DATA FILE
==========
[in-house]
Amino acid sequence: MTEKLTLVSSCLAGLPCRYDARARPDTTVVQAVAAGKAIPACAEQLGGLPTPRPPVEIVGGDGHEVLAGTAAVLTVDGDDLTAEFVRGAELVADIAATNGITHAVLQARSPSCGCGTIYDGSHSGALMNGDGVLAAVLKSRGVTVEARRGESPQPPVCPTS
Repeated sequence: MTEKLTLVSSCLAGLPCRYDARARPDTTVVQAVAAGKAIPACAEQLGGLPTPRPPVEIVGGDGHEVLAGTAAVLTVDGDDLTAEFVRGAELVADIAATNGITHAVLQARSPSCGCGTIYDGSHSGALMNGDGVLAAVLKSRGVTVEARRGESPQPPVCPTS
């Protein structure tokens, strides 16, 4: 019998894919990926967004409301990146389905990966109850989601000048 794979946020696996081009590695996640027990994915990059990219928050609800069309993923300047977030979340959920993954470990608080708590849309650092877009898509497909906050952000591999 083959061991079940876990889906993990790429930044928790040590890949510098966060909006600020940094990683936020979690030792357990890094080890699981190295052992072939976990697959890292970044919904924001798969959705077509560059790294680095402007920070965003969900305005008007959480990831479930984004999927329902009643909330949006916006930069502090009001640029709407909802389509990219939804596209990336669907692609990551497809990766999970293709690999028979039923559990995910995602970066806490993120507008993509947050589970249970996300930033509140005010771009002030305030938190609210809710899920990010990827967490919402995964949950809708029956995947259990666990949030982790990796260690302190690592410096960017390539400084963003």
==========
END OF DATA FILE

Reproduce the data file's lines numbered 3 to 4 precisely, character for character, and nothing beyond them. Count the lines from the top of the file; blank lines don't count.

Repeated sequence: MTEKLTLVSSCLAGLPCRYDARARPDTTVVQAVAAGKAIPACAEQLGGLPTPRPPVEIVGGDGHEVLAGTAAVLTVDGDDLTAEFVRGAELVADIAATNGITHAVLQARSPSCGCGTIYDGSHSGALMNGDGVLAAVLKSRGVTVEARRGESPQPPVCPTS
């Protein structure tokens, strides 16, 4: 019998894919990926967004409301990146389905990966109850989601000048 794979946020696996081009590695996640027990994915990059990219928050609800069309993923300047977030979340959920993954470990608080708590849309650092877009898509497909906050952000591999 083959061991079940876990889906993990790429930044928790040590890949510098966060909006600020940094990683936020979690030792357990890094080890699981190295052992072939976990697959890292970044919904924001798969959705077509560059790294680095402007920070965003969900305005008007959480990831479930984004999927329902009643909330949006916006930069502090009001640029709407909802389509990219939804596209990336669907692609990551497809990766999970293709690999028979039923559990995910995602970066806490993120507008993509947050589970249970996300930033509140005010771009002030305030938190609210809710899920990010990827967490919402995964949950809708029956995947259990666990949030982790990796260690302190690592410096960017390539400084963003």